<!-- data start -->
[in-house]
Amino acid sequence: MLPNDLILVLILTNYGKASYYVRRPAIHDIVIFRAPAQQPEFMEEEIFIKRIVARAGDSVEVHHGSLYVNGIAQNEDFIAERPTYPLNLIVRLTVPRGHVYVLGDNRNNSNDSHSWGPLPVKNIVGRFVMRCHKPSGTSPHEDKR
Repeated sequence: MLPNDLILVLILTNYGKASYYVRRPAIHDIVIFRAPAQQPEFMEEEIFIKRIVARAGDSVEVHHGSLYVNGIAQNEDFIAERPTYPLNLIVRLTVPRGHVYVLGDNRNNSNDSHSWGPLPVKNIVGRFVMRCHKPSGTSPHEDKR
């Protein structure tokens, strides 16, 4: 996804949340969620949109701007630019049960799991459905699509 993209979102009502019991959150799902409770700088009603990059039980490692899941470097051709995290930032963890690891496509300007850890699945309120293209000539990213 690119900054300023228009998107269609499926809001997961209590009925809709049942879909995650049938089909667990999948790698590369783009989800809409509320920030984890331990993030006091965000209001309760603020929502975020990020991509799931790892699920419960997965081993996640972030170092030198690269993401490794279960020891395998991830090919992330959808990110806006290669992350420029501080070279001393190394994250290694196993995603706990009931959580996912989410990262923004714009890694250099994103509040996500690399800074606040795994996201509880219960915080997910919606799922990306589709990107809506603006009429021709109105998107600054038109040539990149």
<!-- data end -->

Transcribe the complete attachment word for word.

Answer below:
[in-house]
Amino acid sequence: MLPNDLILVLILTNYGKASYYVRRPAIHDIVIFRAPAQQPEFMEEEIFIKRIVARAGDSVEVHHGSLYVNGIAQNEDFIAERPTYPLNLIVRLTVPRGHVYVLGDNRNNSNDSHSWGPLPVKNIVGRFVMRCHKPSGTSPHEDKR
Repeated sequence: MLPNDLILVLILTNYGKASYYVRRPAIHDIVIFRAPAQQPEFMEEEIFIKRIVARAGDSVEVHHGSLYVNGIAQNEDFIAERPTYPLNLIVRLTVPRGHVYVLGDNRNNSNDSHSWGPLPVKNIVGRFVMRCHKPSGTSPHEDKR
């Protein structure tokens, strides 16, 4: 996804949340969620949109701007630019049960799991459905699509 993209979102009502019991959150799902409770700088009603990059039980490692899941470097051709995290930032963890690891496509300007850890699945309120293209000539990213 690119900054300023228009998107269609499926809001997961209590009925809709049942879909995650049938089909667990999948790698590369783009989800809409509320920030984890331990993030006091965000209001309760603020929502975020990020991509799931790892699920419960997965081993996640972030170092030198690269993401490794279960020891395998991830090919992330959808990110806006290669992350420029501080070279001393190394994250290694196993995603706990009931959580996912989410990262923004714009890694250099994103509040996500690399800074606040795994996201509880219960915080997910919606799922990306589709990107809506603006009429021709109105998107600054038109040539990149």